It’s a bad line and HNRX is trying to get a signal! He is sitting in his lodgings in Valencia where he’s just painted a towering mural. It’s taken him all of a day to do it, pretty gobsmacking when you actually see its size. But still he’s found the time to talk to me, first over skype, then facebook video and finally through messenger. To be honest I suspect that the connection problems are more likely down to the poor bandwidth in the East End of London but I don’t tell him that.
Last year HNRX, originally from Innsbruck in Austria, visited London and still his pieces can be seen all over the place. He was highly prolific during his two month visit painting on as many walls as he could. Often collaborating with others but also just by himself. His legacy is still here and many of the walls he painted are still very much intact.
His work is certainly unique. His paintings depict what he describes as objects. Everyday things that, he explains to me, we don’t care about too much yet which we need everyday to survive. “Why not give them the chance to get big and recognisable so people might think about them and be more thankful.”
Brushes, shrimp, sausages, teeth, paprika, chargers… there is seemingly no pattern to the objects that HNRX will choose to paint high up onto the walls of any given city. He paints them because they are interesting, nothing more. Often he will bring them together in what he describes as a surreal way creating patterns and playing around with the objects he has chosen to depict. As a result it’s very unlikely that you’ll see two pieces the same.
HNRX is also an artist who loves to travel having painted throughout most of Europe. Motivated by adventure, he talks about going outdoors, feeling alive and being able to create something in the urban environment. “I like it more to go out rather than paint at home on a canvas…it’s more real to me” he explains. For him part of the attraction of painting on the street is it’s immediacy. “If you start then you have to finish it now and not the week after…it’s all about the now.”
But it’s also the creativity which is important! For him the art of creation is more important than any kind of message. Those seeking explanations therefore to his work will be disappointed. Rather it’s about being individual with each piece creating it’s own story and existing within its own world. It’s about being independent!
Much of his work is also done freestyle. No black book sketches beforehand and sometimes only just the glimmer of an idea in the event that he should need to paint a particularly big wall. He tells me about being able to work spontaneously with the environment in front of him. Being able to deal with whatever challenges the wall or the weather might bring. “It’s all about improvement” he says and training yourself to get better.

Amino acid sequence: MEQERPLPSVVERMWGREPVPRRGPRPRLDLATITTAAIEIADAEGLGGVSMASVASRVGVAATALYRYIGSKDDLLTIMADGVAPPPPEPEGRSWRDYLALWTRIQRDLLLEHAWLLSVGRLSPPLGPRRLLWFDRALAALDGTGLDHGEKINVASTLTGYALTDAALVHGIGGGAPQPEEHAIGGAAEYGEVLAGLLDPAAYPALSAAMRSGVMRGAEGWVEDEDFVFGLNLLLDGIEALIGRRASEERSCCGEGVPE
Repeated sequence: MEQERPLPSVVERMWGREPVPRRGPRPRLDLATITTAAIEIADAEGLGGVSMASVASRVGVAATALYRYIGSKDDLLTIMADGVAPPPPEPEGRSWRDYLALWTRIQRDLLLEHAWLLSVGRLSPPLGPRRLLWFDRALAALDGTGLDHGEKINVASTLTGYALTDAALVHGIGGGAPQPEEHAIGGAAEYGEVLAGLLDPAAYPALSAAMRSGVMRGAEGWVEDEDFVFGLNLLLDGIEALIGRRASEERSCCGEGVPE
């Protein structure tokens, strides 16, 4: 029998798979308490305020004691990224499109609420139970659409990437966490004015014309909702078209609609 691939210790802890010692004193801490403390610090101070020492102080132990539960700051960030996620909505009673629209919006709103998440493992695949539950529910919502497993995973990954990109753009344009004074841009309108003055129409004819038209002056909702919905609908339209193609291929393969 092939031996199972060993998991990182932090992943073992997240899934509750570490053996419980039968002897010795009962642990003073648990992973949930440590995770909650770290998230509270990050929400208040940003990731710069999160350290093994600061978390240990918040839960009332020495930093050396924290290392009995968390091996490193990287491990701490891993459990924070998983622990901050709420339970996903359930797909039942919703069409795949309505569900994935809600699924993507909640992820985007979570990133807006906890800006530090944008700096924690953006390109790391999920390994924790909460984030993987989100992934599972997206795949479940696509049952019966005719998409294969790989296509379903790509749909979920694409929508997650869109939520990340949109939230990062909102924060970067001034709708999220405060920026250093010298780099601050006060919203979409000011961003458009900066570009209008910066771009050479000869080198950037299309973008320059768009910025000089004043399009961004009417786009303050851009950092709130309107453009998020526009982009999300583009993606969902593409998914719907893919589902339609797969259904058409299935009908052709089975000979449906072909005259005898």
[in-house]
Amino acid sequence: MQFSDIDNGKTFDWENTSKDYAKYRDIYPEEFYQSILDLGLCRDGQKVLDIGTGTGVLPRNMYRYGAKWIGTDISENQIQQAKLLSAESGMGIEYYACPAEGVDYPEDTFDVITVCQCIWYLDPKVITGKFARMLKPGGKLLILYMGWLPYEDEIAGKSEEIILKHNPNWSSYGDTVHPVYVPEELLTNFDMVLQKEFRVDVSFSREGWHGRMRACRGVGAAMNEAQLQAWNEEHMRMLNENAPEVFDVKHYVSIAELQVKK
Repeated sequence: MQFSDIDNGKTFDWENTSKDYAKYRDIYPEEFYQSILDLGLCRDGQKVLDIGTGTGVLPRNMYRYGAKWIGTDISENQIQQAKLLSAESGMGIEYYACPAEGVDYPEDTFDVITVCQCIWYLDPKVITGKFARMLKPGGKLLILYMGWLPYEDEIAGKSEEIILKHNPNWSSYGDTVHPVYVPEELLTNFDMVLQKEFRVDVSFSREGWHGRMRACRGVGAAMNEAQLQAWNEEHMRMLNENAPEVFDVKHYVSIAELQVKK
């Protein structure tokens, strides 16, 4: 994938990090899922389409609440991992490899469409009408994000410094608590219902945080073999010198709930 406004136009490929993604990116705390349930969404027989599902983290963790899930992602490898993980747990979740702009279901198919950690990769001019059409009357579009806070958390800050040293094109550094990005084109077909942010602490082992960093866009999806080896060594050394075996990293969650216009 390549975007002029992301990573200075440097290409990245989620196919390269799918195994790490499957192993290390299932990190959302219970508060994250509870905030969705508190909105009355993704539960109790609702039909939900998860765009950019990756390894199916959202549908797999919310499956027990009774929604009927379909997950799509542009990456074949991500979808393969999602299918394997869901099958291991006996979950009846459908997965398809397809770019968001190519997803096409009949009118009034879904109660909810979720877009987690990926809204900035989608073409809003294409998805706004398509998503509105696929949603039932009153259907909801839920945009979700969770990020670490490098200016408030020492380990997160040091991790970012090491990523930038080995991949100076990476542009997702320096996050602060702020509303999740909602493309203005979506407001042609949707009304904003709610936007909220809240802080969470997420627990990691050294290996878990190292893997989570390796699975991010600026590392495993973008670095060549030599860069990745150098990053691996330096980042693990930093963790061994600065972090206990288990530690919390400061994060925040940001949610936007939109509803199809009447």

He isn’t however fond of labels. It’s easy for example to see HNRX’s work and label him a street artist. But that’s not the way he sees himself. “I am a painter” he tells me, “and I use the urban environment a lot. I don’t like boxes like ‘street art’ what is street art exactly? Do I have to follow rules there?”
And it’s that sense of freedom in his work which is important to him. “I am free to do what I want” he tells me. Freed from the constraints of a label. After all he also works with galleries and produces prints. There are more sides to him than just the one, “no, I call myself an artist, that’s all, that’s it”.
Of course we are most interested in his street work and his two month residency in London last year certainly contributed a lot of that to the walls of our home city. Whilst here he chose to make the switch from spray to more traditional paint. Recognising that the spray probably wasn’t good for the environment or for himself, the waste was also excessive. “I painted so much in London” he told me, “every day, tons of spray cans… for what? So much waste! I felt sick a little bit and my body told me to stop.”
There are lot’s that we could talk about. He tells me about his appreciation for London and it’s accepting art scene. Shouting out our friends at London Calling and Global Street Art he also pays tribute to the many photographers and instagrammers who give the London scene it’s vibe and make it what it is “there’s no other city like it” he says.
So what does HNRX mean? The truth is he tells me, that is doesn’t actually mean anything. He just likes the sound of the way the letters fit together and how they work. I don’t suppose I should be surprised by that. Like much of his work it’s not about the meaning but the creation. Maybe that’s what, if anything, HNRX should really stand for.
HNRX was interviewed via facebook messenger on 15 January 2018 whilst in Valencia, Spain. Photos used in this feature are a mixture from the Inspiring City archives and from HNRX himself. You can follow HNRX’s instagram here. The article is the second part of our ‘Six Degrees of Art‘ series where it’s the artist being interviewed who directs us where to go next. In this case HRNX told us to interview the Belgian artist Joachim.
HNRX piece in Star Yard off Brick Lane